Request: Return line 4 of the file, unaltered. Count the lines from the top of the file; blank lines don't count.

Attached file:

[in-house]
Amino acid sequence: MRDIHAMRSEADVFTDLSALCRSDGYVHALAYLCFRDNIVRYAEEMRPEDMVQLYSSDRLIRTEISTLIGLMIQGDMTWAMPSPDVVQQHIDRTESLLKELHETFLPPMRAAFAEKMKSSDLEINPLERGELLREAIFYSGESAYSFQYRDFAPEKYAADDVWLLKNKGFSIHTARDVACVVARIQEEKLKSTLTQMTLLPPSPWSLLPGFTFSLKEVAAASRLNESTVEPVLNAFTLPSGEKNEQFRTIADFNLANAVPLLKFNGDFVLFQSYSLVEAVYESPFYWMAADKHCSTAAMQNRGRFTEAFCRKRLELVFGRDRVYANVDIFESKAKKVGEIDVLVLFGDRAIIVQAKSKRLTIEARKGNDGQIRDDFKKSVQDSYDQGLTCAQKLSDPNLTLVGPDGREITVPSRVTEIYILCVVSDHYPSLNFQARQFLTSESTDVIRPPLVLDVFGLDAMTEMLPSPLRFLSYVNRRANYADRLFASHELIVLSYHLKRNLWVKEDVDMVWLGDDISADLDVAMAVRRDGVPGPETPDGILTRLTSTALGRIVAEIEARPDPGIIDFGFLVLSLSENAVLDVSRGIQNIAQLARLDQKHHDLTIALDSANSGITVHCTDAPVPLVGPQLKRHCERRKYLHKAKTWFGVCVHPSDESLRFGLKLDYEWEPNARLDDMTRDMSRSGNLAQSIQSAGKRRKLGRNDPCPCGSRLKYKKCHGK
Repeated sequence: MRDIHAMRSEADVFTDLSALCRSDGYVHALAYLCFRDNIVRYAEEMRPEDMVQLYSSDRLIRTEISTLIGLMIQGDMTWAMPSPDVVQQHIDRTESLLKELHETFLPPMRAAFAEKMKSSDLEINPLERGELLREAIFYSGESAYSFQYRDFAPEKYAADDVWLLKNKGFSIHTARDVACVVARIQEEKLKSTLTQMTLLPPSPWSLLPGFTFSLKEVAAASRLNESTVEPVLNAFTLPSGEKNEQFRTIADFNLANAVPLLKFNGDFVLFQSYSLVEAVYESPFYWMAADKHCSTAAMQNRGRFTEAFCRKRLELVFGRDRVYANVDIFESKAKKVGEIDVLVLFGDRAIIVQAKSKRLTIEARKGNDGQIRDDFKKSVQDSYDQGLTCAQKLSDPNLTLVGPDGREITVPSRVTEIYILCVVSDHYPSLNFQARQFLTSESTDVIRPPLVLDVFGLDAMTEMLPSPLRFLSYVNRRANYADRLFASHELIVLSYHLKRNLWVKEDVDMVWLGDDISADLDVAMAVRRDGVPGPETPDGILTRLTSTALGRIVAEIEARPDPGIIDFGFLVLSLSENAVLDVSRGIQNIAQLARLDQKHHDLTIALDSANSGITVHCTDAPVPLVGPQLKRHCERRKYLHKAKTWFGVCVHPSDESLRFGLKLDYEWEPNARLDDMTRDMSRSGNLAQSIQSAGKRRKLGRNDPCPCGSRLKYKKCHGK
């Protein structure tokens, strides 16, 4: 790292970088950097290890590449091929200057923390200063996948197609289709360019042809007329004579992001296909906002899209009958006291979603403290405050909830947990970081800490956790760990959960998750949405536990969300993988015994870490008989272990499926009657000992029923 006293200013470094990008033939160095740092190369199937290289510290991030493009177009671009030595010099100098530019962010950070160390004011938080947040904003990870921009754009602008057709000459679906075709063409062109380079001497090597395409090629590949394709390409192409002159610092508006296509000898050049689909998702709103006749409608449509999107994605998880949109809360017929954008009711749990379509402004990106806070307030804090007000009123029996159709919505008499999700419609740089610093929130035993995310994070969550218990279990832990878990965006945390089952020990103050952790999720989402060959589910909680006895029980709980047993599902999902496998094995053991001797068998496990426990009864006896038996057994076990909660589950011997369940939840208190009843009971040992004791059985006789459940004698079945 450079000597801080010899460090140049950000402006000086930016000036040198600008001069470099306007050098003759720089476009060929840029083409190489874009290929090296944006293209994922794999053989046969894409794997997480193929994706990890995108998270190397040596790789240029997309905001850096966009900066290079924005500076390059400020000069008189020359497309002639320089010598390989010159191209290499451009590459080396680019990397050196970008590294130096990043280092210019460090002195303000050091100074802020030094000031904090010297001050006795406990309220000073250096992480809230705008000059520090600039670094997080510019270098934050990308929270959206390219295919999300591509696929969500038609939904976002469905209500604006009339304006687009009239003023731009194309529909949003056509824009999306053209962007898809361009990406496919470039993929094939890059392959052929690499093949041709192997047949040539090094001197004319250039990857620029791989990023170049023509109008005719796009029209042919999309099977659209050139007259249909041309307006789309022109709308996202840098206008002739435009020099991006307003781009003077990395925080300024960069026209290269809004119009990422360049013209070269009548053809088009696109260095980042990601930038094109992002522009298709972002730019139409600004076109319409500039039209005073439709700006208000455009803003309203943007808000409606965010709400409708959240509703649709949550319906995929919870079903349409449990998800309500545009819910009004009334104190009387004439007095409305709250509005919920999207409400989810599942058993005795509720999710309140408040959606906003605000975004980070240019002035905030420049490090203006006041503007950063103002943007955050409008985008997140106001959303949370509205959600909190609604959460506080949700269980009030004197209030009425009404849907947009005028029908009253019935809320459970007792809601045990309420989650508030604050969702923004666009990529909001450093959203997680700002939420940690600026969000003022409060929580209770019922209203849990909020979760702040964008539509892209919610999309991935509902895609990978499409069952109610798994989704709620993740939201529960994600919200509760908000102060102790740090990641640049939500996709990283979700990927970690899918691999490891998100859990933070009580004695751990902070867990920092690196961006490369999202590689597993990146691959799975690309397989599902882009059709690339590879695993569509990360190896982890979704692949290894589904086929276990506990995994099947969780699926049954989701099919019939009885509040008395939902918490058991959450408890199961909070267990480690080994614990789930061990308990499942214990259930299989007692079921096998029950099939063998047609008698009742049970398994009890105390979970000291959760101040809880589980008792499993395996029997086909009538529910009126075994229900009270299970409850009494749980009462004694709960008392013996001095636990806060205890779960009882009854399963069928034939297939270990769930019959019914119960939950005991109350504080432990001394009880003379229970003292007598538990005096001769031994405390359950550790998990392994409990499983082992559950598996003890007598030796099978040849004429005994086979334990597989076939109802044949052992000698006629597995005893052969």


């Protein structure tokens, strides 16, 4: 790292970088950097290890590449091929200057923390200063996948197609289709360019042809007329004579992001296909906002899209009958006291979603403290405050909830947990970081800490956790760990959960998750949405536990969300993988015994870490008989272990499926009657000992029923 006293200013470094990008033939160095740092190369199937290289510290991030493009177009671009030595010099100098530019962010950070160390004011938080947040904003990870921009754009602008057709000459679906075709063409062109380079001497090597395409090629590949394709390409192409002159610092508006296509000898050049689909998702709103006749409608449509999107994605998880949109809360017929954008009711749990379509402004990106806070307030804090007000009123029996159709919505008499999700419609740089610093929130035993995310994070969550218990279990832990878990965006945390089952020990103050952790999720989402060959589910909680006895029980709980047993599902999902496998094995053991001797068998496990426990009864006896038996057994076990909660589950011997369940939840208190009843009971040992004791059985006789459940004698079945 450079000597801080010899460090140049950000402006000086930016000036040198600008001069470099306007050098003759720089476009060929840029083409190489874009290929090296944006293209994922794999053989046969894409794997997480193929994706990890995108998270190397040596790789240029997309905001850096966009900066290079924005500076390059400020000069008189020359497309002639320089010598390989010159191209290499451009590459080396680019990397050196970008590294130096990043280092210019460090002195303000050091100074802020030094000031904090010297001050006795406990309220000073250096992480809230705008000059520090600039670094997080510019270098934050990308929270959206390219295919999300591509696929969500038609939904976002469905209500604006009339304006687009009239003023731009194309529909949003056509824009999306053209962007898809361009990406496919470039993929094939890059392959052929690499093949041709192997047949040539090094001197004319250039990857620029791989990023170049023509109008005719796009029209042919999309099977659209050139007259249909041309307006789309022109709308996202840098206008002739435009020099991006307003781009003077990395925080300024960069026209290269809004119009990422360049013209070269009548053809088009696109260095980042990601930038094109992002522009298709972002730019139409600004076109319409500039039209005073439709700006208000455009803003309203943007808000409606965010709400409708959240509703649709949550319906995929919870079903349409449990998800309500545009819910009004009334104190009387004439007095409305709250509005919920999207409400989810599942058993005795509720999710309140408040959606906003605000975004980070240019002035905030420049490090203006006041503007950063103002943007955050409008985008997140106001959303949370509205959600909190609604959460506080949700269980009030004197209030009425009404849907947009005028029908009253019935809320459970007792809601045990309420989650508030604050969702923004666009990529909001450093959203997680700002939420940690600026969000003022409060929580209770019922209203849990909020979760702040964008539509892209919610999309991935509902895609990978499409069952109610798994989704709620993740939201529960994600919200509760908000102060102790740090990641640049939500996709990283979700990927970690899918691999490891998100859990933070009580004695751990902070867990920092690196961006490369999202590689597993990146691959799975690309397989599902882009059709690339590879695993569509990360190896982890979704692949290894589904086929276990506990995994099947969780699926049954989701099919019939009885509040008395939902918490058991959450408890199961909070267990480690080994614990789930061990308990499942214990259930299989007692079921096998029950099939063998047609008698009742049970398994009890105390979970000291959760101040809880589980008792499993395996029997086909009538529910009126075994229900009270299970409850009494749980009462004694709960008392013996001095636990806060205890779960009882009854399963069928034939297939270990769930019959019914119960939950005991109350504080432990001394009880003379229970003292007598538990005096001769031994405390359950550790998990392994409990499983082992559950598996003890007598030796099978040849004429005994086979334990597989076939109802044949052992000698006629597995005893052969």